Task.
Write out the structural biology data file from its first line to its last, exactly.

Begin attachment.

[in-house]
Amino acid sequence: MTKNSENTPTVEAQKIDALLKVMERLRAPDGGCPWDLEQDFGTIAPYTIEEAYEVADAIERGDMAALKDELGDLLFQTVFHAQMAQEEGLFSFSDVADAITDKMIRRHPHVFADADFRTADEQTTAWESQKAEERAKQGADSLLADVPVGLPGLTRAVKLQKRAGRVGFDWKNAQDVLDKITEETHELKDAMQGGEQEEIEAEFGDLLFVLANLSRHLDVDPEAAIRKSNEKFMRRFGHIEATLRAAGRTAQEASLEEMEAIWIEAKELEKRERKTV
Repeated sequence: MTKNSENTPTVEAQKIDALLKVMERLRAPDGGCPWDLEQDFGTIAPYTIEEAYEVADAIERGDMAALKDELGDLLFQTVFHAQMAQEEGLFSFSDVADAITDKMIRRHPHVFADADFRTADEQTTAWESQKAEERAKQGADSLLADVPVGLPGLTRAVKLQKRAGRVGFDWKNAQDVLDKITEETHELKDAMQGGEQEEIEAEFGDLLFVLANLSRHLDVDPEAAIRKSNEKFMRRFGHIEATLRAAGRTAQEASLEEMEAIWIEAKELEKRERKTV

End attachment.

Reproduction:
[in-house]
Amino acid sequence: MTKNSENTPTVEAQKIDALLKVMERLRAPDGGCPWDLEQDFGTIAPYTIEEAYEVADAIERGDMAALKDELGDLLFQTVFHAQMAQEEGLFSFSDVADAITDKMIRRHPHVFADADFRTADEQTTAWESQKAEERAKQGADSLLADVPVGLPGLTRAVKLQKRAGRVGFDWKNAQDVLDKITEETHELKDAMQGGEQEEIEAEFGDLLFVLANLSRHLDVDPEAAIRKSNEKFMRRFGHIEATLRAAGRTAQEASLEEMEAIWIEAKELEKRERKTV
Repeated sequence: MTKNSENTPTVEAQKIDALLKVMERLRAPDGGCPWDLEQDFGTIAPYTIEEAYEVADAIERGDMAALKDELGDLLFQTVFHAQMAQEEGLFSFSDVADAITDKMIRRHPHVFADADFRTADEQTTAWESQKAEERAKQGADSLLADVPVGLPGLTRAVKLQKRAGRVGFDWKNAQDVLDKITEETHELKDAMQGGEQEEIEAEFGDLLFVLANLSRHLDVDPEAAIRKSNEKFMRRFGHIEATLRAAGRTAQEASLEEMEAIWIEAKELEKRERKTV